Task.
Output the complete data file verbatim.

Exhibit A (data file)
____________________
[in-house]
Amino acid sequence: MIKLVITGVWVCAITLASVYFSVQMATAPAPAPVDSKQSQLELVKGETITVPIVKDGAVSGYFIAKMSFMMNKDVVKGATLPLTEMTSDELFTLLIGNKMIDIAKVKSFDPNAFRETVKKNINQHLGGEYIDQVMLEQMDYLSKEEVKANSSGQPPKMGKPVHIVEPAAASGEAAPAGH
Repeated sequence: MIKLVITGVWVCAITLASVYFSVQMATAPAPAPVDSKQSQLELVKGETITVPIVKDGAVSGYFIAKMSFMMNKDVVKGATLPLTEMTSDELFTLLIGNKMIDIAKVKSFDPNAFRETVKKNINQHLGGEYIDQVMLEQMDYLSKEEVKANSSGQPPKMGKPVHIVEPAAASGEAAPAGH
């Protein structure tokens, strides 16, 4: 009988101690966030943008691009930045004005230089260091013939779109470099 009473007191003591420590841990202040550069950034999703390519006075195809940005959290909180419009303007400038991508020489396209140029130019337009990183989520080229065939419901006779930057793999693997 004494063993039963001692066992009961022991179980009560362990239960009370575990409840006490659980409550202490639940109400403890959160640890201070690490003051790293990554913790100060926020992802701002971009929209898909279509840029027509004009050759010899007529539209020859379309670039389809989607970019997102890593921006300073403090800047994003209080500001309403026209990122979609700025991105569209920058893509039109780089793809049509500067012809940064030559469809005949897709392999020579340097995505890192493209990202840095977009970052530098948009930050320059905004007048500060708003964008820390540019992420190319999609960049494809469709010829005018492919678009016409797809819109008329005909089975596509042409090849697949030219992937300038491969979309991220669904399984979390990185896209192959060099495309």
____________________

[in-house]
Amino acid sequence: MIKLVITGVWVCAITLASVYFSVQMATAPAPAPVDSKQSQLELVKGETITVPIVKDGAVSGYFIAKMSFMMNKDVVKGATLPLTEMTSDELFTLLIGNKMIDIAKVKSFDPNAFRETVKKNINQHLGGEYIDQVMLEQMDYLSKEEVKANSSGQPPKMGKPVHIVEPAAASGEAAPAGH
Repeated sequence: MIKLVITGVWVCAITLASVYFSVQMATAPAPAPVDSKQSQLELVKGETITVPIVKDGAVSGYFIAKMSFMMNKDVVKGATLPLTEMTSDELFTLLIGNKMIDIAKVKSFDPNAFRETVKKNINQHLGGEYIDQVMLEQMDYLSKEEVKANSSGQPPKMGKPVHIVEPAAASGEAAPAGH
């Protein structure tokens, strides 16, 4: 009988101690966030943008691009930045004005230089260091013939779109470099 009473007191003591420590841990202040550069950034999703390519006075195809940005959290909180419009303007400038991508020489396209140029130019337009990183989520080229065939419901006779930057793999693997 004494063993039963001692066992009961022991179980009560362990239960009370575990409840006490659980409550202490639940109400403890959160640890201070690490003051790293990554913790100060926020992802701002971009929209898909279509840029027509004009050759010899007529539209020859379309670039389809989607970019997102890593921006300073403090800047994003209080500001309403026209990122979609700025991105569209920058893509039109780089793809049509500067012809940064030559469809005949897709392999020579340097995505890192493209990202840095977009970052530098948009930050320059905004007048500060708003964008820390540019992420190319999609960049494809469709010829005018492919678009016409797809819109008329005909089975596509042409090849697949030219992937300038491969979309991220669904399984979390990185896209192959060099495309």